Women of the Conservatorium: Phyllis M Allinson

Phyllis Allinson, photograph, Sarony Studios, 1923

Since the 19th century, newly minted, proud university graduates have engaged professional photographers to provide a lasting memento of their academic career. This image from the Rare Music Collection, in its original presentation folder, depicts University of Melbourne graduate Phyllis Allinson upon her graduation from the Conservatorium in 1923. Allinson sports the full Bachelor of Music regalia, including a gown with a black hood, lined with lavender silk and edged with rabbit fur trim, a detail of University regalia that would be abandoned just a few years later in 1927.[1] Allinson’s story is not one of celebrity, but of a musician from rural Victoria, successful in her studies, and in her long career as a professional pianist and teacher, thoroughly immersed in Melbourne’s musical life.[2]

Phyllis M Allinson was born and raised in Rutherglen in Northern Victoria.[3] Daughter of the Headmaster of Rutherglen Higher Elementary School, Allinson was an active member of the local community and performed alongside her sisters in the Rutherglen Philharmonic Society.[4] In 1914, under the tutelage of Miss A Fortune, Allinson undertook Conservatorium Examinations for music theory and the pianoforte.[5] In 1915 she was cited as the top student of the year having achieved honours in both sections.[6]

Allinson began a Bachelor of Music at the University of Melbourne Conservatorium in 1920, taking a supplementary subject called ‘Elementary Acoustics’.[7] It seems likely that it was in this class that Allinson met Constance Ziebell, a talented violinist with whom Allinson would later tour. In the following year Allinson was a member of a Conservatorium Ensemble at the Melbourne Town Hall, performing ‘the most enterprising work of the concert’, a Nocturne by contemporary English composer York Bowen, demonstrating her superior technique and style.[8]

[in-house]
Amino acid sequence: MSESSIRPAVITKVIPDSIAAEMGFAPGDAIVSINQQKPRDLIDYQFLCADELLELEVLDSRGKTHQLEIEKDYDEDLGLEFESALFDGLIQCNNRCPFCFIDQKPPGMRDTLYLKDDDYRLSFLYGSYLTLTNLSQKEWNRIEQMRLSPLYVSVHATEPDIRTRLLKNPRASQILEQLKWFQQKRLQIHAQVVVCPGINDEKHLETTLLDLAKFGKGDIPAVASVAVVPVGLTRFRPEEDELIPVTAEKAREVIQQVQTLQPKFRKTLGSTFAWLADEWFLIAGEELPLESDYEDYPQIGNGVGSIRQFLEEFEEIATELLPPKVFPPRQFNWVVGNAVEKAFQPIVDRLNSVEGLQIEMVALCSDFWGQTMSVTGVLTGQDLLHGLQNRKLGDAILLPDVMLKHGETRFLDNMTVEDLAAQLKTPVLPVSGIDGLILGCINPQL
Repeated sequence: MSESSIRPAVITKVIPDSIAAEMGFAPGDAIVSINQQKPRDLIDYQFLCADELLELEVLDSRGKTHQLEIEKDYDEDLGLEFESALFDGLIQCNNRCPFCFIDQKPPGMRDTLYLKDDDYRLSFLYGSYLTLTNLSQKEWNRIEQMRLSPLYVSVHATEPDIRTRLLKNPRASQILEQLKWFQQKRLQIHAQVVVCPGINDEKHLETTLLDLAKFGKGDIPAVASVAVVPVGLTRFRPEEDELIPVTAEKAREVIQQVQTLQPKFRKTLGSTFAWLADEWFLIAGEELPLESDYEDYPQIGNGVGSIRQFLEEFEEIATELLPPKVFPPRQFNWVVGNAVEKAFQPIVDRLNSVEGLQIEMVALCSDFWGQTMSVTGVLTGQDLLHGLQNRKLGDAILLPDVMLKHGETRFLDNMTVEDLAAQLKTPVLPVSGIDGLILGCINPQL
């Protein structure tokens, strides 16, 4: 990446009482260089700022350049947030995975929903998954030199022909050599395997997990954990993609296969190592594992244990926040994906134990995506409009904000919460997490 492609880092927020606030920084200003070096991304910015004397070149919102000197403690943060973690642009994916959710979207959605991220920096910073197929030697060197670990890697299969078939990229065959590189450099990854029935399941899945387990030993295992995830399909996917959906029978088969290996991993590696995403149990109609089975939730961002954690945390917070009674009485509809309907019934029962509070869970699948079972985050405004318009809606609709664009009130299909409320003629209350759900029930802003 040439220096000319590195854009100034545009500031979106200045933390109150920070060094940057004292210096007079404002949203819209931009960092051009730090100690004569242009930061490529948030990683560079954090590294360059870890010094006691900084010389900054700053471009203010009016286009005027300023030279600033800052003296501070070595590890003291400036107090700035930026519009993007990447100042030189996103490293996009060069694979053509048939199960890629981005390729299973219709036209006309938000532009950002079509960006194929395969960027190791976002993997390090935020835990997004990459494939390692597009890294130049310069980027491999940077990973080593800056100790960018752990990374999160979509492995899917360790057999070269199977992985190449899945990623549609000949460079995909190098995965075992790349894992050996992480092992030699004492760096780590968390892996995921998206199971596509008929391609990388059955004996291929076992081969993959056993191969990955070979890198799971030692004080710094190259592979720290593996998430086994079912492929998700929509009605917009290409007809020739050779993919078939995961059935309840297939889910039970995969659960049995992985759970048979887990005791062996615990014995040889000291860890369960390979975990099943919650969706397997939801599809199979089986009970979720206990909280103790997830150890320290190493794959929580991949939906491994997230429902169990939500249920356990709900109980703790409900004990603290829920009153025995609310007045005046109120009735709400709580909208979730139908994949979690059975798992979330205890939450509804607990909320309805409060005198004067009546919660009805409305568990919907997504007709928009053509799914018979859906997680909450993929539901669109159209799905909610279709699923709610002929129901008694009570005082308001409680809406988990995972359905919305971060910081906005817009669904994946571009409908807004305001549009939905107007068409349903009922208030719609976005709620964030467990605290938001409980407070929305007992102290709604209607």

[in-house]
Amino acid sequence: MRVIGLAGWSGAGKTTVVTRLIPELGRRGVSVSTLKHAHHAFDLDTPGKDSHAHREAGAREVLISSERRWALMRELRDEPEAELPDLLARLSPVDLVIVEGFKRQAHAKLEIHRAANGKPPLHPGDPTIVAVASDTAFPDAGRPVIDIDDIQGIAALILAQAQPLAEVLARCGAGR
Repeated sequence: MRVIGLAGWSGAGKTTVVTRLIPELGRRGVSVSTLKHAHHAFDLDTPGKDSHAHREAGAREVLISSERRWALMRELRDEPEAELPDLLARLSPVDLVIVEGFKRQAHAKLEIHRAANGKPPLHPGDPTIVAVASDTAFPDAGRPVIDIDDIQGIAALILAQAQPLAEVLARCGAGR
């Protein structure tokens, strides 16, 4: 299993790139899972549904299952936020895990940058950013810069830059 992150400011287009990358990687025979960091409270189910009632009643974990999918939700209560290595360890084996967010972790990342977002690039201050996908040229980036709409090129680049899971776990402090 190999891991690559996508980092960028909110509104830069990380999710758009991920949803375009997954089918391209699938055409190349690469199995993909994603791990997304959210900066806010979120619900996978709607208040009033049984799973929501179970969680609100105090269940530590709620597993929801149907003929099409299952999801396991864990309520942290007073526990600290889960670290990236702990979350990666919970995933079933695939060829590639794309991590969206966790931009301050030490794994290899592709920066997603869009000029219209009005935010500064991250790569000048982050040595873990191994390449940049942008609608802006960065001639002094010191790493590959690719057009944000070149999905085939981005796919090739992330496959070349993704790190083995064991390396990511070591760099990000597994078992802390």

Melbourne Town Hall, hand coloured photograph, Sears’ Studios, 1910 (State Library of Victoria)

Melbourne Town Hall, hand coloured photograph, Sears’ Studios, 1910 (State Library of Victoria)

 In 1923, the final year of her bachelor’s degree, Allinson toured as part of an ensemble with fellow students: vocalist Nellie Lafferty, violinist Constance Ziebell, and cellist John Gough. In a series of recitals across regional Victoria/NSW, the group visited Albury, Ballarat, Numurkah and Shepparton as part of the extremely successful tour organised by then-Assistant Secretary of the Conservatorium Joseph Sutton Crow.[9] The series proved so popular that enthusiastic communities called for the program, and its associated musicians, to return the following year. [10] Allinson’s performances in particular were described by critics as covering ‘a wide field of interpretation and expression of an artistic order’ and she ‘received a large share of the lavish encomiums of the audience’.[11]

Star Theatre, Shepparton, decorated for a reception, 1933

One concert venue for the 1923 tour, the Star Theatre, Shepparton, here decorated for a reception, 1933

Numurkah Leader, 23 May 1923

Numurkah Leader, 23 May 1923

In December 1923, Allinson graduated as a Bachelor of Music alongside Ziebell.[12] Following their graduation, Allinson and Ziebell embarked on an extensive tour of regional Victoria and Tasmania as part of the Chautauqua Season. Chautauqua was an American adult education and social movement that combined culture, education and entertainment through lectures made by leading academics, authors and musical performers. It found its Australian expression through the Australian Chautauqua Association.[13]  Since the turn of the century, ‘music became increasingly important at Chautauqua’ and, throughout 1924, Allinson and Ziebell provided the musical accompaniment for lectures delivered by author Dr David Vaughan of Boston University on topics such as ‘Social Service’, ‘Social Unrest,’ ‘Standards of Community Welfare’ and ‘Democracy’.[14] The tour took Allinson and Ziebell to various regional venues, including: the Lyric Theatre, Scottsdale and the Majestic Theatre, Devonport in Tasmania; and in Victoria the Camperdown Mechanics’ Hall; the Lyric Theatre, Shepparton; the Oddfellows Hall, La Trobe Valley; the City Hall, Ballarat; the Town Hall, Horsham; the Warragul Theatre Hall; and the Numurkah Mechanics’ Hall, Goulburn Valley in Victoria.